30 internautes sur 32 ont trouvé ce commentaire utile 
5.0 étoiles sur 5 World without end--AMEN! 4 février 2006
Par Joanna Daneman - Publié sur
The value of "The Infinite Book" is definitely summed up in the chapter "The Madness of Georg Cantor." Believe it or not, "new math", that strange evolution of math teaching that stumped homework for a generation in the 60's was a direct result of Cantor's theories about sets, and the supposition that some infinite sets could be larger than others--which is the first thing you REALLY learn about infinity in mathematics.

The other great part of this book is the coupling of mathematics theory with physics. The assertion by Einstein that a singularity would be a breakdown of the laws of physics, and that any theory involving singularities would thereby have in it, the "seeds of its own destruction." Then author Barrow moves on to a very good explanation of string theory (imagine a particle that stretches like a tube in a warm enviroment, but contracts to a single point in a cool environment.) The explanations, illustrations are so clearly written in this book. It's a valuable reference for students of physics and mathematics and a great read for the curious about these subjects. Recommended.
30 internautes sur 34 ont trouvé ce commentaire utile 
5.0 étoiles sur 5 Infinitely Great Book 30 août 2005
Par John Matlock - Publié sur
The infinite is one of those concepts that takes just a bit of understanding. Well, maybe more than just a bit. Infinity doesn't necessarily mean a bunch, it means, mathematically, that a number cannot be determined.

Infinity is not a new idea. Mathematicians have been working on them for hundreds of years. Physicists really got involved when Einstein published the Theory of Relativity in 1905. He talked about all kinds of things happening when you approached the speed of light. Then when you actually got to the speed of light his equations went to infinity. This was a bit disconcerting. One of the real reasons for the willingness of physicists to believe in string theory is that that the equations still show valid values at and above the speed of light.

But enough on infinity. If you want to know more, here's the book for you. It discusses just about everything there is to know about infinity. It would be great for the high school math/physics teacher to use for examples. Or, it's just plain fun reading to anyone that's interested.
25 internautes sur 30 ont trouvé ce commentaire utile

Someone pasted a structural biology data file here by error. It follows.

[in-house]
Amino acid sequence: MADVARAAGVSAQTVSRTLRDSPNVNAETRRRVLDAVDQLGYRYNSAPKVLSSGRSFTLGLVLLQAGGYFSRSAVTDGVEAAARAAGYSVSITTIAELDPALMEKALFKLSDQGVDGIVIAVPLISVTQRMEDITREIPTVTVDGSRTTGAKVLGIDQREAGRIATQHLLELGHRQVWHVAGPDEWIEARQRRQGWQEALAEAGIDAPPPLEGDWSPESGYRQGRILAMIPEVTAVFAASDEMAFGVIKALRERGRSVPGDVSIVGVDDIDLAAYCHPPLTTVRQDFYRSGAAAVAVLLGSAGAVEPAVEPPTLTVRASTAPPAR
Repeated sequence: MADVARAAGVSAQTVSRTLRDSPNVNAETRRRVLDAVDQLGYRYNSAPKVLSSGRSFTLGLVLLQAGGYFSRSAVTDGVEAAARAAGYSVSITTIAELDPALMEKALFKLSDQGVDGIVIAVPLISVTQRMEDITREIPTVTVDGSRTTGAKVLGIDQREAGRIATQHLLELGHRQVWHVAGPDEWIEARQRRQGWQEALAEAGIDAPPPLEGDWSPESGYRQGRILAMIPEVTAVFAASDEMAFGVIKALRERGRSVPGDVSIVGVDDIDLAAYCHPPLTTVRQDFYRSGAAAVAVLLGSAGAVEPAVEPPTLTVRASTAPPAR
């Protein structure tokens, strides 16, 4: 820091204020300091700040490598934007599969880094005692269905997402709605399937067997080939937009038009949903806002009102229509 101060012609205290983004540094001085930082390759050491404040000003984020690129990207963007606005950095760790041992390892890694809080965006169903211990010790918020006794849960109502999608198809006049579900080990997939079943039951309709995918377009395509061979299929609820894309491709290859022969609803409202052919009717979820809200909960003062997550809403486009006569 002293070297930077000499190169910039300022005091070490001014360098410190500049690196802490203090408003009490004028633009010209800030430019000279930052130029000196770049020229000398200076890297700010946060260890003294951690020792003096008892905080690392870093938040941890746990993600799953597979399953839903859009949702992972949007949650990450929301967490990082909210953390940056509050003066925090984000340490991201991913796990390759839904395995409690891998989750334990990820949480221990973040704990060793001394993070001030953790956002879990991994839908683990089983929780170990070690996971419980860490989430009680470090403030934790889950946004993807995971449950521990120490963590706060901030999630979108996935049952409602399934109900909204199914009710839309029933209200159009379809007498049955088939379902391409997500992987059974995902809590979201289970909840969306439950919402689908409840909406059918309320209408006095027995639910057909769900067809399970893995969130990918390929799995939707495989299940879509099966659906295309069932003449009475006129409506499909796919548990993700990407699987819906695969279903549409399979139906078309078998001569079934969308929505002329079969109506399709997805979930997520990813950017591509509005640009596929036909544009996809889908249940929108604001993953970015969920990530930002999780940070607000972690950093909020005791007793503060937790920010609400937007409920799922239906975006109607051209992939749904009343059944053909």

3.0 étoiles sur 5 Light infinite 3 août 2006
Par Enrique Perez de Vargas - Publié sur
Format:Relié|Achat vérifié
If you are interested in infinity and you are not familar with Cantor or Borges' "The Library of Babel", then you may be amazed by this book. Otherwise, you can find it too light. Probably good as a light summer reading.

Infinity is a fascinating subject, and I thought that this book would contain a lot of interesting information in its 300 pages. I have found many quotations, a lot of superficial theology and ethics, and little information on the concept itself. I missed more depth in handling the mathematical concepts.

Anyway, there is a very good part of the book (from my point of view) devoted to eternal inflation and simulated universes, especially for how the theories are introduced and chained. Even if it is not strictly related to infinity, it is the best part of the book. The chapter that describes Cantor's works is worth reading too.
5 internautes sur 5 ont trouvé ce commentaire utile 
4.0 étoiles sur 5 Infinite questions. 2 décembre 2006
Par Regnal - Publié sur
Format:Relié|Achat vérifié
I have not been disappointed by any of John Barrow's book so far. He has a unique gift of writing with exceptional clarity about difficult topics. This is not a typical cosmology book, but large portion is devoted to beginning, shape and future of The Universe.
Like in his previous "Book of Nothing", author mixes philosophical and scientific musings about infinities (big and small) affecting theology, mathematics, cosmology, physics (TOE) and our existence.
I found Georg Cantor's life and his quest for understanding "absolute infinity" (God?) quite interesting and emotional. And check how Blaise Pascal argued about believing (or not) in God, because of infinite gain (or loss!!).
One truth emanates from "The Infinite Book": we are far, infinitely far from knowing the truth about everything (Immanuel Kant's rings the bell!). The more we learn the bigger infinite number of questions surface in front of us. Are we nearing the limits of knowledge? Professor John Barrow does not suggest it has come to this, but read about them and enjoy stretching your mind.